SciPost Submission Page
Hydrodynamic Modes of Homogeneous and Isotropic Fluids
by Jan de Boer, Jelle Hartong, Niels A. Obers, Watse Sybesma, Stefan Vandoren
This is not the current version.
|As Contributors:||Jelle Hartong · Niels Obers · Jan de Boer|
|Arxiv Link:||http://arxiv.org/abs/1710.06885v1 (pdf)|
|Date submitted:||2018-01-31 01:00|
|Submitted by:||Obers, Niels|
|Submitted to:||SciPost Physics|
|Subject area:||Fluid Dynamics|
Relativistic fluids are Lorentz invariant, and a non-relativistic limit of such fluids leads to the well-known Navier-Stokes equation. However, for fluids moving with respect to a reference system, or in critical systems with generic dynamical exponent z, the assumption of Lorentz invariance (or its non-relativistic version) does not hold. We are thus led to consider the most general fluid assuming only homogeneity and isotropy and study its hydrodynamics and transport behaviour. Remarkably, such systems have not been treated in full generality in the literature so far. Here we study these equations at the linearized level. We find new equations for the speed of sound, corrections to the Navier-Stokes equation and determine all dissipative and non-dissipative first order transport coefficients. Dispersion relations for the sound, shear and diffusion modes are determined to second order in momenta. In the presence of a scaling symmetry with dynamical exponent z, we show that the sound attenuation constant depends on both shear viscosity and thermal conductivity.
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Submission & Refereeing History
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Reports on this Submission
Anonymous Report 2 on 2018-3-30 Invited Report
- Cite as: Anonymous, Report on arXiv:1710.06885v1, delivered 2018-03-29, doi: 10.21468/SciPost.Report.398
The systematic investigation of the consequences of lack of boost invariance in hydrodynamic systems is of great interest theoretically.
The presentation is rather technical, maybe not so transparent for people not in the field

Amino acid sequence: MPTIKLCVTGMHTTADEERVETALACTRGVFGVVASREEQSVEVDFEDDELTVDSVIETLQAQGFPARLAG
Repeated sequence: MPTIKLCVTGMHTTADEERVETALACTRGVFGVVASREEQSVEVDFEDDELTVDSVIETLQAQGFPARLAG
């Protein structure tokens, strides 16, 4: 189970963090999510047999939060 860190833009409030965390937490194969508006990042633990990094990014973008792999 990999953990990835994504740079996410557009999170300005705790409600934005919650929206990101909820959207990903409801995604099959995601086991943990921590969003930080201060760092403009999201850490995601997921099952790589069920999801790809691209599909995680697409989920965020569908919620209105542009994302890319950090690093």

This paper derives the constitutive relations for first-order transport in the generic fluid that does not have any symmetry other than translation and a global charge,
continuing the study set up in
That first paper contains much of the discussion related to the motivation for this study, while this paper is mostly devoted to the linearised fluctuation analysis,
and the study of the constraints on the transport coefficients that arise from requiring positive entropy production, following the treatment that has become standard by now.
Still, the results are interesting enough, and in the event that the theory will find applications to some real system, it is useful to have them at hand, and it may also help to elucidate the general properties of hydrodynamics.
One point of confusion that may arise concerning the validity of this theory is the following: as the authors explain in the introduction, this is to be applied to a fluid that could have microscopic boost invariance, but broken by a medium. However if the fluid interacts with this medium, it is only the total energy-momentum tensor that is conserved. So in general one would expect the boost-breaking effects to be of the same order as the energy-nonconservation effect. Under what assumptions or conditions can one separate the two?
1) While the section 2 contains a description of the perfect fluid, presumably in order to make the paper self-contained, I found that insufficient and I had to look at the
companion paper to understand this part. I suggest that here the authors give more details on how the stress energy tensor in (2.1), (2.2) is derived, in particular why
the form given is not the most general compatible with the assumed symmetries.
2) In the introduction the authors state that they find “new hydrodynamic modes”, what do they mean here? the modes listed in section 6 are the shear, sound, and diffusion, like in the conventional case.
Anonymous Report 1 on 2018-3-14 Invited Report
- Cite as: Anonymous, Report on arXiv:1710.06885v1, delivered 2018-03-14, doi: 10.21468/SciPost.Report.376
1. The paper is clearly written
2. The results are new and generalise older known results
1. It is not clear how useful these results are and whether we can gain new physical insight from them.
This paper discusses transport in general theories of hydrodynamics which are homogenous and isotropic but not necessarily Lorentz invariant. The authors find new transport coefficients for such theories, not present in Galilean or Lorentz invariant hydrodynamics. They carry out a linearised analysis and find how the new transport coefficients affect physical quantities such as the diffusion constant or dispersion relations of the fluid. The results are novel. What is perhaps missing is whether or not we can expect these to affect physical observables in a realistic or semi-realistic system.
1. (At the authors discretion) Add some text on how these results affect realistic physical systems. Something more refined then, say, the second paragraph of the current introduction.